Tinnitus involves persistent ringing, buzzing, clicking, or throbbing sounds in the ears. It can be caused by numerous factors, such as age. It is typical for people to have hearing problems as they grow older. So if you are already around sixty years of age, you may start to develop hearing loss, known as presbycusis.
Nonetheless, your tinnitus may also be caused by exposure to loud noises. If you are usually exposed to loud music, firearms, and heavy machineries for long periods of time, you may have permanent tinnitus. If you got tinnitus due to short term exposure to loud noises, such as when you attended a concert, do not worry because you will eventually regain normal hearing.
Another common cause of tinnitus is earwax blockage. If you do not clean your ears regularly, earwax can accumulate and cause eardrum irritation or hearing loss. This can lead to tinnitus. So even if earwax is beneficial since it protects your ear canal by preventing bacteria buildup, you should still make it a habit to clean your ears the right way.
You can also have tinnitus if your ear bones stiffen. This condition is known as otosclerosis. It occurs when your bone grows abnormally and may be hereditary. Other factors that can cause tinnitus include TMJ or temperomandibular joint disorders, neck injuries, head injuries, Meniere’s disease, and acoustic neuroma.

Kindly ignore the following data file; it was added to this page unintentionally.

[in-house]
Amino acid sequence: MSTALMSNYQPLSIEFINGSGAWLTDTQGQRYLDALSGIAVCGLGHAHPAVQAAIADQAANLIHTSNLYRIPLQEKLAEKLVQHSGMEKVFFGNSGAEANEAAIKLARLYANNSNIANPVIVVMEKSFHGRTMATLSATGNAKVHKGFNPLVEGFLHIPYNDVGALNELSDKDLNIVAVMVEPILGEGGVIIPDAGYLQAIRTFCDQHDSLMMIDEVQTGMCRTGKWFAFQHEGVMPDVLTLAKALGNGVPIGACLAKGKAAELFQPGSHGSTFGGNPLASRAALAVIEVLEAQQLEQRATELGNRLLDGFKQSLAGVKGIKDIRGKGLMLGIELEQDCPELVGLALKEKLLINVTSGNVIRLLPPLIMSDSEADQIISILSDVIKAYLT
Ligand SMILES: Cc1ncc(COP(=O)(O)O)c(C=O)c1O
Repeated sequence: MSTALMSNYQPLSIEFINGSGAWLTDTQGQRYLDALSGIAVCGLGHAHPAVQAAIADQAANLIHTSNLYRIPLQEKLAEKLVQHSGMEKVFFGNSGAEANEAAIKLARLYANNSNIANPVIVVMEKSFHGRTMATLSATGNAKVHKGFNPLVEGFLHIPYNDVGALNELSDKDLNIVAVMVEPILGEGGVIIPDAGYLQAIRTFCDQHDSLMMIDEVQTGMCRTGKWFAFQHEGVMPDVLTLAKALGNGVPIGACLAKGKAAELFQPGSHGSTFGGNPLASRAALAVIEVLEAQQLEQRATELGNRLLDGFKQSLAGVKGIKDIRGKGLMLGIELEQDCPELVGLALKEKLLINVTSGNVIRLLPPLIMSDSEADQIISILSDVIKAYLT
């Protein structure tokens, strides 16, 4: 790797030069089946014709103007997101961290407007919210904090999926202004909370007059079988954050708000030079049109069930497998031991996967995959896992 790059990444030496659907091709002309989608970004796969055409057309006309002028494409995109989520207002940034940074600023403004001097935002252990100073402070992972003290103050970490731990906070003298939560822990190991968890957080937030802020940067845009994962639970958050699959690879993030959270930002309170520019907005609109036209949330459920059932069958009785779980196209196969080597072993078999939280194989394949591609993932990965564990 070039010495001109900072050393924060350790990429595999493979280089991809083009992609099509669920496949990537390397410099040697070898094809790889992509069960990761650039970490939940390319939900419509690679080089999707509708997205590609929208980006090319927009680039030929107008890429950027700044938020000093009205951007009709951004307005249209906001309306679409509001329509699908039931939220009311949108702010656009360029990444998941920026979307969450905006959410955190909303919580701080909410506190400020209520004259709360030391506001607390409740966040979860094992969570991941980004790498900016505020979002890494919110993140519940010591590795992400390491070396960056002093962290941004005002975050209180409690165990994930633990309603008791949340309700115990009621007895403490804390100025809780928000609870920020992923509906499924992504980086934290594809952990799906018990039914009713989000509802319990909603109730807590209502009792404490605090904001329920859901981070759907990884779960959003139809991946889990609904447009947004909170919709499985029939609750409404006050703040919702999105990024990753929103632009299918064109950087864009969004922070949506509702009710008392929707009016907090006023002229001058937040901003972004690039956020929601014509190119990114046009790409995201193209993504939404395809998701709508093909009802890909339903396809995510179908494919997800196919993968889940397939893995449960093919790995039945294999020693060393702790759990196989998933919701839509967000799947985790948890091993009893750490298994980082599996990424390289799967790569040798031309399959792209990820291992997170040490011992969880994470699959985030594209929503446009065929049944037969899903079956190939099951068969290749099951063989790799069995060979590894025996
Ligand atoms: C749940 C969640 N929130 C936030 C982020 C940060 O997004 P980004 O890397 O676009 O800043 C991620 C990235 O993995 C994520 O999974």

Although rare, tinnitus may also be caused by blood vessel disorders. You may have pulsatile tinnitus if you have neck and head tumors, atherosclerosis, turbulent blood flow, high blood pressure, or capillary malformation. Certain medications can cause tinnitus as well. These include diuretics, antibiotics, cancer medications, aspirin, quinine medications, and antidepressants.
CURES & TREATMENTS
When it comes to treatment, your doctor may prescribe earwax removal, medication change, or blood vessel treatment. Your symptoms may be reduced if impacted earwax is removed from your ears. You may also find some relief when underlying vascular conditions are addressed. If medication is the cause of your tinnitus, quitting it may improve your condition.
Moreover, you can use white noise to help suppress the irritating sounds you hear in your ears. Your doctor may recommend hearing aids, white noise machines, and masking devices. Although drugs cannot really cure tinnitus, your doctor may still prescribe tricyclic antidepressants and alprazolam to help reduce your symptoms.
If all else fails, you can resort to alternative therapies and treatments, such as hypnosis, acupuncture, B vitamins, zinc supplements, ginkgo biloba, and neuromodulation, to improve your condition. Of course, you should also adapt a better lifestyle. As much as possible, you should avoid being exposed to irritants and learn how to manage stress.